Review by Ian Keogh
Dark Times is a slim, pocket-sized paperback showcasing the incredible artistic versatility of Robert M. Ball, who draws each of the six short stories in a completely different style. In hindsight the sheer talent easily signposts this as a stepping stone on Ball’s way to a career in illustration, but Dark Times doesn’t deserve relegation to a mere footnote.
Each of the six stories presents a fresh artistic approach, all digitally created but stylistically varied. The most familiar touchstone is Sin City, the shadow-led and stark black white and red of Frank Miller apparent on ‘Birthday’, a dark tale of foreboding. The cover represents ‘Dump’, also dark, the panel borders in thick black bringing to mind a card announcing a funeral, or events as viewed through a window. Here, as in ‘***’, Ball mixes narrative with abstracted views representing everyday life. ‘Nest’ and ‘Jack’ are both drawn in forms bringing 3D animation to mind, although representing different styles of graphic experimentation, while the opening ‘Animal’ is an extended joke juxtaposing text in separate panels with wordless illustrations.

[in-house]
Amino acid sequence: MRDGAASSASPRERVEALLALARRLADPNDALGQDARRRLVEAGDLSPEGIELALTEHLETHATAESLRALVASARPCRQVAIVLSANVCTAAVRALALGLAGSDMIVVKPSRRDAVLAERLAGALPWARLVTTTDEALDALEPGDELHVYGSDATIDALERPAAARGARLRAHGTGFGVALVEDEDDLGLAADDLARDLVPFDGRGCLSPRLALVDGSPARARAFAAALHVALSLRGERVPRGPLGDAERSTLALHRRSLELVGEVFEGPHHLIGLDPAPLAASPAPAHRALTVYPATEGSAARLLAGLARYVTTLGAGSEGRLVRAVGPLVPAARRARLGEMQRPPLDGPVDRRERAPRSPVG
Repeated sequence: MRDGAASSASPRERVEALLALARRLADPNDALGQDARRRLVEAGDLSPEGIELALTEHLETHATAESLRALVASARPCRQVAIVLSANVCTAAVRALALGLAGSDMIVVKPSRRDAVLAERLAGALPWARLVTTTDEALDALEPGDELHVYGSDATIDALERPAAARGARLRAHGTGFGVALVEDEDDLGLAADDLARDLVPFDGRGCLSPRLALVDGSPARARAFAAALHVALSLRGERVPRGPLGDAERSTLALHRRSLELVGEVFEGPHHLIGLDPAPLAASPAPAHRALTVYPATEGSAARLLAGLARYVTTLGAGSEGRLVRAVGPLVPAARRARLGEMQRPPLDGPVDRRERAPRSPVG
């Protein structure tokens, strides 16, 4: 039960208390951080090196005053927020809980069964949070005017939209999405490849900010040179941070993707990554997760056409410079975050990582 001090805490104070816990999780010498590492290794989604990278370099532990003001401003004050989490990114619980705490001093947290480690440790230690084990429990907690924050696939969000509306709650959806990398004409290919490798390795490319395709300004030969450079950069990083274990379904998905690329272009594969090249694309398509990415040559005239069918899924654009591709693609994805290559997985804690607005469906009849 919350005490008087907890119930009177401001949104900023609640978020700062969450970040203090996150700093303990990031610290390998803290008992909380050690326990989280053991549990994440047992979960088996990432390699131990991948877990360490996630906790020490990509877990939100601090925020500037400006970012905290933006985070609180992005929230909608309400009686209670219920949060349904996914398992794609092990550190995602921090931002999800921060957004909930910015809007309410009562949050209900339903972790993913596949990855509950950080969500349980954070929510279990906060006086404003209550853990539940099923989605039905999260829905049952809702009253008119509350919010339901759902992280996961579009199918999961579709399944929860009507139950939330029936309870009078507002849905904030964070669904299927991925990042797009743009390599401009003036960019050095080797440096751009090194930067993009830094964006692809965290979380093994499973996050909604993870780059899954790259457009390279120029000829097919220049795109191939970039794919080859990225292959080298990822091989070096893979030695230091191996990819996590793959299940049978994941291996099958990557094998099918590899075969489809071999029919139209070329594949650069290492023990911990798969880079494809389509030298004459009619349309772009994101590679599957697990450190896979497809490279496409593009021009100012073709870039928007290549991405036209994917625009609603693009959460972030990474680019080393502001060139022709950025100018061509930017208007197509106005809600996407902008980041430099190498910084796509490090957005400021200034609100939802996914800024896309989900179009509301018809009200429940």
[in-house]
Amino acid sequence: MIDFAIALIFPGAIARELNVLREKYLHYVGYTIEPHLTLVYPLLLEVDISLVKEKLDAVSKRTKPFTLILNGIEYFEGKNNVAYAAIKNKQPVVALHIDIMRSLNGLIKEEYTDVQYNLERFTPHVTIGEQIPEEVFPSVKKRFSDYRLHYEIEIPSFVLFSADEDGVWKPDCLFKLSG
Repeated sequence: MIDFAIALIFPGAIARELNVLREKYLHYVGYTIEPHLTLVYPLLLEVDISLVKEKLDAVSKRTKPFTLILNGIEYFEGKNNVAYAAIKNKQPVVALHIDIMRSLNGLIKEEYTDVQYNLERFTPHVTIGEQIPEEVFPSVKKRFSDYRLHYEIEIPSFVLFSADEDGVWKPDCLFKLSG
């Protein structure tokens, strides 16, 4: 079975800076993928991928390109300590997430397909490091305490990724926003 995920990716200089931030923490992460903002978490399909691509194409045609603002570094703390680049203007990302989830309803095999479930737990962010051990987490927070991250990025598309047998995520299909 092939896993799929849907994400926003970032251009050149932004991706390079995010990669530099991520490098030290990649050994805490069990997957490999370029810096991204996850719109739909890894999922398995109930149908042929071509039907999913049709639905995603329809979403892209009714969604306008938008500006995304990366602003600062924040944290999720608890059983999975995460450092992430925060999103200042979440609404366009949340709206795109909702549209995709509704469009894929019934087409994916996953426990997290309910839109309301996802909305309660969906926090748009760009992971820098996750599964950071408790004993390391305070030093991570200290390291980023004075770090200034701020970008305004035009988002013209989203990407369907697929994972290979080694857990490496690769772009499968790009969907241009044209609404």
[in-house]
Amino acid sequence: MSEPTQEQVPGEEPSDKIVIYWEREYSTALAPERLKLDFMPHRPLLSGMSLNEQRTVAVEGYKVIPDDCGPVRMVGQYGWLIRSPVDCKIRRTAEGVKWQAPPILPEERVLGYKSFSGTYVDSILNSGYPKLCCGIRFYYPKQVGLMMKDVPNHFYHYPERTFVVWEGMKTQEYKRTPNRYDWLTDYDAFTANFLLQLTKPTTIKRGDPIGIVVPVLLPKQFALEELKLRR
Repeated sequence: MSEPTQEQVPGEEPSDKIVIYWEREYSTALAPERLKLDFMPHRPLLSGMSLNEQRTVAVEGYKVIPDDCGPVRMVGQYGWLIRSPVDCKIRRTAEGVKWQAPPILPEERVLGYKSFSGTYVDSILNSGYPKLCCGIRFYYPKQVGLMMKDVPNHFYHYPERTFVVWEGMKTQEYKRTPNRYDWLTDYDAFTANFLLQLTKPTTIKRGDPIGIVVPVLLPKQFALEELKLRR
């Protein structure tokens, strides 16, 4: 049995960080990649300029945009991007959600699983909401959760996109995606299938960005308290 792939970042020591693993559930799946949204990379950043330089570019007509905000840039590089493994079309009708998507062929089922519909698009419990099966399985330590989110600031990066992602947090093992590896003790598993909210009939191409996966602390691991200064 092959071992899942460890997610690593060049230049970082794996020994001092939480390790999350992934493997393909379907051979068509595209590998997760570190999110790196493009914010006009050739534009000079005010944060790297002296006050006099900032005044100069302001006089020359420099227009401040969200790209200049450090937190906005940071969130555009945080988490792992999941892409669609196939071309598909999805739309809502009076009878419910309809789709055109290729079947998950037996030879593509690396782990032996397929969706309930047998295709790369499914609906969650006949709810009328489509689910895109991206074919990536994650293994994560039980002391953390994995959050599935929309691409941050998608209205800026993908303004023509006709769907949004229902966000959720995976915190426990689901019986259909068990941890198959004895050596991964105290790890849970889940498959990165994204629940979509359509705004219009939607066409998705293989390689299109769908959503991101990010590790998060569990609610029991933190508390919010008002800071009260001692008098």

Just as the art toys with different moods, so do the stories, ranging from comedy to horror via fantasy and a bleak look at humanity. At thirteen pages ‘Birthday’ over doubles the length of the next longest story, with the shortest just three pages, but while brief, each piece says what’s needed in the allocated pages.
Unfortunately Dark Times has never been available via online sales sites, but contact Ball via his website, and he may still have a copy or two. The benefit of that approach is that you’ll also be able to familiarise yourself with his amazing illustrations.